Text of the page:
On my way home from Amazonia, American Airlines had me stop over in Philadelphia (Philly in short) for 8 hours. I was not really up for it, especially with another long-haul to Amsterdam afterwards.
But in the end, it was a great experience because the city is easy to get around for a few hours.
Take a least 3 to 4 hours to walk in the city which used to be the capitale of the US between 1790 and 1799 and is considered to be the place in the country where democracy was born.
I share with you my feedback and tips for an express visit.
HOW TO GET TO THE CITY CENTER OF PHILADELPHIA
First of all at the airport, follow the signs showing the access to public transportation. Near the entrance you’ll find an information desk where you can get the city magazine with a map inside (as the one displayed above).
The SEPTA train to the city center leaves every 30 minutes. There is a special roundtrip ticket which costs 12 dollars and that you can only buy in cash inside the train.
When you get inside, just sit anywhere and the guy will come to you to know your destination. He will provide you with a long ticket where he ticks off the appropriate boxes and put the time and date. I found this vintage process quite charming!
You need to keep this ticket because you’ll give it back when you access the platform for your return to the airport.
It takes approximately 30 mins to reach Jefferson station from the airport. Don’t count on watching the landscape from the train windows as they are covered with an opaque film.
The Chinese district starts outside Jefferson Station. Quite convenient if you want to eat a nice meal, way cheaper than at the airport.
Walking east on Arch Street, you’ll find the “whispering bells of freedom“, a fore-taste before the Liberty Bell.
These bells are in honor of Crispus Attucks killed by the British troops in March 1770 in Boston. The rebell was fighting off the conditions of the british empire, a start towards independence….
You cannot get lost in Philadelphia! No really, you can’t. The city follows the usual grid pattern of the american cities. In addition to that, many signs pop along the streets to remind you of your location. And there are also many historical short anecdotes and stories shown. Clearly all is done to ease the tourist’s wanderings.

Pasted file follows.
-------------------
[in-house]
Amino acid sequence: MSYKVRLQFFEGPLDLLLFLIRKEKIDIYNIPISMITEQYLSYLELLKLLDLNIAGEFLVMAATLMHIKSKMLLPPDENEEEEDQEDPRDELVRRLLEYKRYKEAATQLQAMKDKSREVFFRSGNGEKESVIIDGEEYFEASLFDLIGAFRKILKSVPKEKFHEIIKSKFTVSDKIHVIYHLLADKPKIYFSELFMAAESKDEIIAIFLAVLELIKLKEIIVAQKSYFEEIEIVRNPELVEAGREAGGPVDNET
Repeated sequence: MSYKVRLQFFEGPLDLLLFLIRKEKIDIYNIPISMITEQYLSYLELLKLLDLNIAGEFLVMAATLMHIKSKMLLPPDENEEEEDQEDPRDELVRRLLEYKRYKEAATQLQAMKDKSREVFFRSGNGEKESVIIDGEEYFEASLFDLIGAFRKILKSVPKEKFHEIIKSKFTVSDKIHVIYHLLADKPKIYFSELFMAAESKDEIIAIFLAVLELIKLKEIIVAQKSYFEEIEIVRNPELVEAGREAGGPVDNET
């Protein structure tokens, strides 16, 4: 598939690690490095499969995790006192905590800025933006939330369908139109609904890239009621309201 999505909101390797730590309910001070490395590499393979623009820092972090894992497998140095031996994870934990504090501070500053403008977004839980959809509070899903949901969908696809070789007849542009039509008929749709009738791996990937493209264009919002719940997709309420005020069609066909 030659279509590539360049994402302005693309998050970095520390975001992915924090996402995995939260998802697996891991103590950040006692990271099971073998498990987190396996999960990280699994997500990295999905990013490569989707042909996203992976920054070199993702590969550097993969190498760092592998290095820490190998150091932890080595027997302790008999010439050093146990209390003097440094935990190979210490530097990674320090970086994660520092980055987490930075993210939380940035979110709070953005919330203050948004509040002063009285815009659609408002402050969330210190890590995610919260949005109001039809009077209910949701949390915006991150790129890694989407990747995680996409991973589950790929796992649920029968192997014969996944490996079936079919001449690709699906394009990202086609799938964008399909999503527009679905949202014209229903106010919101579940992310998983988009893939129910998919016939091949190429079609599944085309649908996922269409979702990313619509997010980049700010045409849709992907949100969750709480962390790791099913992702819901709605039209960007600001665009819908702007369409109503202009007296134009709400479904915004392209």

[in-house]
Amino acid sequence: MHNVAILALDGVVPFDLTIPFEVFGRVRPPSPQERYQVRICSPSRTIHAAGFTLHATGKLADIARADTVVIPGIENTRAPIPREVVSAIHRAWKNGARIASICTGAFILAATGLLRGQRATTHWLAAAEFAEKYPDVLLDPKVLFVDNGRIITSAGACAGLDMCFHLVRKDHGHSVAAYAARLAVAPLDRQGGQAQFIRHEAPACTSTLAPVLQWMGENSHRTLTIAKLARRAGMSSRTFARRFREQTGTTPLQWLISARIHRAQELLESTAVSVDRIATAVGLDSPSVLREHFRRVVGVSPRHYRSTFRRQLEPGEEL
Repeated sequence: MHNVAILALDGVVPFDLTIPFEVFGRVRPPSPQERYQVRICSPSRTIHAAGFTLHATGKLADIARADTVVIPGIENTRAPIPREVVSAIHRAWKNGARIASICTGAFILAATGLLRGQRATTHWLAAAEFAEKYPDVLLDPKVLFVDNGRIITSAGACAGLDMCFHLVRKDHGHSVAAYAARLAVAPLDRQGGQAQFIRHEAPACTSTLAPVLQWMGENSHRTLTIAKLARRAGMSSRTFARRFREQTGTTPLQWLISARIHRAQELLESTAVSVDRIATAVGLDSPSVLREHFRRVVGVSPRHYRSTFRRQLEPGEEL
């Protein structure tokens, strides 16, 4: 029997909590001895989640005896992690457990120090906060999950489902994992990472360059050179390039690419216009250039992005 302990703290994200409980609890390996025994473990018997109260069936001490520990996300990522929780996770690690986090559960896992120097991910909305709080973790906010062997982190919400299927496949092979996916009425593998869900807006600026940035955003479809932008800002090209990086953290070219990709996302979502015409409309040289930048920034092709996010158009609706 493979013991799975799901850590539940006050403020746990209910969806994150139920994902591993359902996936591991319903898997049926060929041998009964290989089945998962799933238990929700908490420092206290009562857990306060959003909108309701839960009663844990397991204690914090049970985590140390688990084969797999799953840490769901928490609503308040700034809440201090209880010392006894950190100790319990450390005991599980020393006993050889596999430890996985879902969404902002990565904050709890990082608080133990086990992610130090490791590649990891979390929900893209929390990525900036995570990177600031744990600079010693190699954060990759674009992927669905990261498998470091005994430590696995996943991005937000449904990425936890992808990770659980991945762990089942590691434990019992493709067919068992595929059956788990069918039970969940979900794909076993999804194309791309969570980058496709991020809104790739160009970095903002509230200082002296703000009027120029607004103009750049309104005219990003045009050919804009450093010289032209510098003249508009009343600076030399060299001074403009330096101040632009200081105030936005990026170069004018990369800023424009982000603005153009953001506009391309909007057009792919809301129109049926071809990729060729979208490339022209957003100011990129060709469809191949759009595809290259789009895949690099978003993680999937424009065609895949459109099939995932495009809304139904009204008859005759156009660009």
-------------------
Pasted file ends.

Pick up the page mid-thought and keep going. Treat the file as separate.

PHILADELPHIA BOURSE AND NUMEROUS MUSEUMS
Once you entered the Old City district, you have the choice to visit several museums including:
- African American Museum: open Thursday-Sunday – the visit can last up to 3 hours.
- Philadelphy History Museum: closed on Sundays and Mondays – up to 2 hours.
- National Museum of American Jewish History: closed on Mondays – up to 3 hours.
I decided to skip their visits. Because my interest goes to walking around and noticing the architecture of the buildings. And Philadelphia doesn’t disappoint.
Take Philadelphia bourse for instance. Founded in 1891 following the example of Hamburg bourse, this commodity exchange is a beaux-arts building. Its pinkish front is made of redstone, Pompeii puff bricks and terra cota. The building now hosts a food and shop court.
Look at the impressive details of a metal door on 7th North Street.
INDEPENDENCE HALL AND LIBERTY BELL
The two musts of your visit to Philly!
Starting in the hall you’ll find historical explanations about the city. You’ll also be invited to take a selfie “with Ben” (aka Benjamin Franklin) or with Phillies baseball team mascot or Rocky.
If you miss the chance to get a city map in paper, here’s the time and place. You can also ask the staff for any pointer to make your visit the best.
At the end of the hall, go out and straight into the Liberty Bell Center. Entrance is free-of-charge but as secured as the access to the gates at the airport.
A bell? What is this all about?
This bell has an eventful past! It was commissioned in 1752 to help gathering the citizens to public assemblies and votes.
But the bell got a crack right from the first use. It was repaired several times, without success. Even though it is said it was not used on July 4, 1776 during the declaration of independence, it was renamed ‘Liberty Bell’ and became a symbol.
In 1852, as it was too risky to use it, the bell remained in a static position, exposed in the independence hall among other historical objects.
However in 1915, the crack was still getting bigger…Eventually in 1976, the decision was made to put the bell in a dedicated building which was enhanced in 2003 to meet the number of visits.
WASHINGTON SQUARE AND THE TOMB OF THE UNKNOWN SOLDIER
Exiting Liberty Bell, I walked to the nearby Washington Square where the tomb of the unknown soldier is located. This small park with benches is one of the five places originally designed by William Penn in his city plan.
Elfreth’s alley dates back to 1736 which makes it the oldest street of the city. Well preserved by its residents, the houses are colorful and part of the city heritage.
After the alley, you’ll find yourself in a district full of cute little cafés, book and designers shops to explore. Perfect to slow down before hoping back on the train to the airport.
Unfortunately the famous steps featured in Rocky movies were not accessible because of a football event. To go there from the city center, take public transportation instead of walking for one hour.
There are many more places to visit in the city. But due to my short timing, I decided to wander only in the Old City and Society Hill districts. I thought I had no time to film either but I could have.
If you feel like it, go to my YouTube channel to check my videos made during other trips!
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